3. Formulating Questions:  Many have observed that there are no such things as a stupid questions--with the exception of those that go unasked. Questions, in other words, are inherently good things because they prompt our thinking. Strong thinkers know how to generate interesting questions that lead them down new paths, and they recognize that even questions that might seem sort of silly, at first, can actually prove quite valuable.  Note that children are famous question askers, sometimes generating ten or more of the things in a single breath!  Somewhere along the way, many of us lose that ability to generate questions so prolifically, perhaps because we've been shushed too many times by parents or teachers, or perhaps because we've lost our childlike awe of the world, along with our voracious curiosity about how the world works.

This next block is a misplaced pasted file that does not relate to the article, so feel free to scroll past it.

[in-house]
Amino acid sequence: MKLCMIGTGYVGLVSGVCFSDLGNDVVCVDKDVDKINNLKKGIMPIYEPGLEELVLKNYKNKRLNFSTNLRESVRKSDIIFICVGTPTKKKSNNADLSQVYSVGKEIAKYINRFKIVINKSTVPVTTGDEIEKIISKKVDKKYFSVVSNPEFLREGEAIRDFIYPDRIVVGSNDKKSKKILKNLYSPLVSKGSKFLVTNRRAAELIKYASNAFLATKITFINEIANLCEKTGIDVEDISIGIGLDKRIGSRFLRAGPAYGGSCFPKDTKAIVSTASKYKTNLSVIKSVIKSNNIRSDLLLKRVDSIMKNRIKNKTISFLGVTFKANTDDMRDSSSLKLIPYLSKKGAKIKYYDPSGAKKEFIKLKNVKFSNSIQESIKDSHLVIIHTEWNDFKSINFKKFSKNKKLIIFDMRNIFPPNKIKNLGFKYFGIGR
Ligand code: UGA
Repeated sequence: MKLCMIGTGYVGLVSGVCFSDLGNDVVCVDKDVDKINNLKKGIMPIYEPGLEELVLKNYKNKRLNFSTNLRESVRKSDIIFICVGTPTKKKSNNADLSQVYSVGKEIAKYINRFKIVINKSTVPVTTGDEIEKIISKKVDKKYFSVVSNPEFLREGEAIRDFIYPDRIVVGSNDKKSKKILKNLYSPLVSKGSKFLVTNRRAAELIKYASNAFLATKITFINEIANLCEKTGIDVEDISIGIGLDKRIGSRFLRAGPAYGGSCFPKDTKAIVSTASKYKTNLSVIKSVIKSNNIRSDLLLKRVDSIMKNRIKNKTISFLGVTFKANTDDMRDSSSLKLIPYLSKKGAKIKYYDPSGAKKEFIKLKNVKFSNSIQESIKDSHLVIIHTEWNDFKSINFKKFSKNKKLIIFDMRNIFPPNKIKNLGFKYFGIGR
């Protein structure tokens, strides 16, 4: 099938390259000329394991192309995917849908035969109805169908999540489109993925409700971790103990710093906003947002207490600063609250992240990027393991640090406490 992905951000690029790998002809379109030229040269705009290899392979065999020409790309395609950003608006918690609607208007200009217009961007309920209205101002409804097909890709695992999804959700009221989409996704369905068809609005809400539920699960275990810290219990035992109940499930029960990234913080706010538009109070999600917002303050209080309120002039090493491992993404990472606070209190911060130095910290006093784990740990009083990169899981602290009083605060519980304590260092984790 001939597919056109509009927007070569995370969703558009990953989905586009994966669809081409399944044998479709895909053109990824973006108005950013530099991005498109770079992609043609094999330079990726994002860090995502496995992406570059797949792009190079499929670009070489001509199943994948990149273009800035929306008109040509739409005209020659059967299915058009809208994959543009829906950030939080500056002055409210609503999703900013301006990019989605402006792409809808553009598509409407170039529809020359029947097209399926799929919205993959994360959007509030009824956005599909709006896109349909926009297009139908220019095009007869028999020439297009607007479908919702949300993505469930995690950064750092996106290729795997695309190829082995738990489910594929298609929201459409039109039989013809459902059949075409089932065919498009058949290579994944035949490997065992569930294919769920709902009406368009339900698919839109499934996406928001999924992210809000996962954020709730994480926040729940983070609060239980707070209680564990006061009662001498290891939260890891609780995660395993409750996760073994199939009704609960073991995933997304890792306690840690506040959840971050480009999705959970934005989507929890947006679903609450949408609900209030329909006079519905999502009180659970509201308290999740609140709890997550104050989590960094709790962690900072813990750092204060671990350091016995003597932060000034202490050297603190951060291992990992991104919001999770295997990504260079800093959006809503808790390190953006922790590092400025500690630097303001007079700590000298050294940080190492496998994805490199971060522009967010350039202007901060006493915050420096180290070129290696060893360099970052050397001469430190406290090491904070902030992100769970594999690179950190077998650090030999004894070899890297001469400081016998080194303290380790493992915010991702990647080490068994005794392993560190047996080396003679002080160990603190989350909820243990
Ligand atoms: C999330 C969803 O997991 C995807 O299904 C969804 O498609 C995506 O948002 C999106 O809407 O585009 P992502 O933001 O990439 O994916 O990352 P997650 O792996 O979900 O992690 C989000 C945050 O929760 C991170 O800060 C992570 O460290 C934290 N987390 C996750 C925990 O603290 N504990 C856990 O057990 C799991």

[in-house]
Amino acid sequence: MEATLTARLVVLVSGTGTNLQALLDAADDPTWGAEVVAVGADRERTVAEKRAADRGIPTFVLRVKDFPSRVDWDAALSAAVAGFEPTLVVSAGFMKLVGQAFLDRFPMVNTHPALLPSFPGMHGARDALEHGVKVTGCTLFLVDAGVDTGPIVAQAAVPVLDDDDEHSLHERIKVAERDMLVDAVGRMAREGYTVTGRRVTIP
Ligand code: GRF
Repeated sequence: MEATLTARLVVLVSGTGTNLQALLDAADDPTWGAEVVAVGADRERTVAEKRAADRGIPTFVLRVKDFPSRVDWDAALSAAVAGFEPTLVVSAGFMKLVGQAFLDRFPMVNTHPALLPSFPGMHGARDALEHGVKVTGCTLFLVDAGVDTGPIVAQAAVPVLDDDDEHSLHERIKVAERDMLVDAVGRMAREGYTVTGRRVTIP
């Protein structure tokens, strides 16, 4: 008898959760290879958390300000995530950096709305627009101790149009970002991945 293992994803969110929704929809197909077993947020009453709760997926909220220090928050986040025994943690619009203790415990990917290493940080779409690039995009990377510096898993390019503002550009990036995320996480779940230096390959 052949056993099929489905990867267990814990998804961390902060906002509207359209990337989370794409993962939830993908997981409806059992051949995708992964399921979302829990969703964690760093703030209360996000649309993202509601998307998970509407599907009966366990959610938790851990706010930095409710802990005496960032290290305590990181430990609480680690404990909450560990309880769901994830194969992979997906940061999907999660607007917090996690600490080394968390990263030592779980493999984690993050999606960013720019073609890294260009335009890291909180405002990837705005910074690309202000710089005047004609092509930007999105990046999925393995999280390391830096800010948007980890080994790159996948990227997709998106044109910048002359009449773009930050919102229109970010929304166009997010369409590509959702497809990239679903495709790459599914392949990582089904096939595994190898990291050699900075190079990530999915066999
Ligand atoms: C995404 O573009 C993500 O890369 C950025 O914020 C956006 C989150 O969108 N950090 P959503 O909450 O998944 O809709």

4. Switching critical lenses with growing ease, and recognizing that one's critical lens determines what one sees:  You may have heard the saying, "When you're only tool is a hammer, everything looks like a nail."  That saying is an excellent illustration of the importance of critical lenses.  "Critical lens," is shorthand for "perspective" or "point of view."  In college, the general education courses you take are designed to familiarize you with a variety of critical perspectives, so that you learn to think like a biologist, an economist, a psychologist, a sociologist, a chemist, a writer, and so on.  One goal of college is to help us become "well-rounded," which means that we should be familiar with a variety of ways of looking at the world, and we should be able to discern the connections and contradictions afforded by those varying perspectives.  Even seemingly simple observations grow richer and more complex when we have a variety of perspectives to bring to bear on them.  For instance, I've often noted that the front porches that were so common in my childhood neighborhood are quite rare here in suburbia. Nearly every house comes with a backyard deck, these days.  Why?  The sociologist in me wonders if living in such crowded conditions makes us prefer the privacy of a backyard deck to the public display of a front porch.  My inner sociologist also wonders whether our mobility makes us much less likely to know all of our neighbors--and thus want to greet them from our front porches as they pass--than we were when families spent their entire lives in a single neighborhood.  From a psychological perspective, I wonder how much of the backyard deck phenomenon is a matter of "keeping up with the Joneses," an observation which, in turn, makes my economic frame of mind kick in:  why are so many of us willing to pay so much--tens of thousands of dollars--for a living space that's only really usable for a few months a year in this part of the country.  Then, of course, my English teacher self takes over to contemplate writing a poem or an essay about porches and decks and all they reveal about our changing society.